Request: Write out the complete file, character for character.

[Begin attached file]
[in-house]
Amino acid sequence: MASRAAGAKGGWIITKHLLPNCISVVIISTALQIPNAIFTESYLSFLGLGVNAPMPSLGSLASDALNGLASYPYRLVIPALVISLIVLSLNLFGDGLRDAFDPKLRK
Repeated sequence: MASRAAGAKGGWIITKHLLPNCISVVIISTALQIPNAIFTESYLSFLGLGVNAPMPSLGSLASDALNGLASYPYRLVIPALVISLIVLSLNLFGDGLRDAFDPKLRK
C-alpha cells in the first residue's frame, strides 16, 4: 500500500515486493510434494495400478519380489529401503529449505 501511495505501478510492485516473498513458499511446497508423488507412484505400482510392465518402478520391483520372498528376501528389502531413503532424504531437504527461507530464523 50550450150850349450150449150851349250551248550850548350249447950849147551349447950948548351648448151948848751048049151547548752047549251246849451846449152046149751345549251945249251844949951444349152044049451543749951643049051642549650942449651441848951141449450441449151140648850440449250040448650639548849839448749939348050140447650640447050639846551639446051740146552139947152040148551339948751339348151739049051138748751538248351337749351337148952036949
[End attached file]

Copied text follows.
[in-house]
Amino acid sequence: MASRAAGAKGGWIITKHLLPNCISVVIISTALQIPNAIFTESYLSFLGLGVNAPMPSLGSLASDALNGLASYPYRLVIPALVISLIVLSLNLFGDGLRDAFDPKLRK
Repeated sequence: MASRAAGAKGGWIITKHLLPNCISVVIISTALQIPNAIFTESYLSFLGLGVNAPMPSLGSLASDALNGLASYPYRLVIPALVISLIVLSLNLFGDGLRDAFDPKLRK
C-alpha cells in the first residue's frame, strides 16, 4: 500500500515486493510434494495400478519380489529401503529449505 501511495505501478510492485516473498513458499511446497508423488507412484505400482510392465518402478520391483520372498528376501528389502531413503532424504531437504527461507530464523 50550450150850349450150449150851349250551248550850548350249447950849147551349447950948548351648448151948848751048049151547548752047549251246849451846449152046149751345549251945249251844949951444349152044049451543749951643049051642549650942449651441848951141449450441449151140648850440449250040448650639548849839448749939348050140447650640447050639846551639446051740146552139947152040148551339948751339348151739049051138748751538248351337749351337148952036949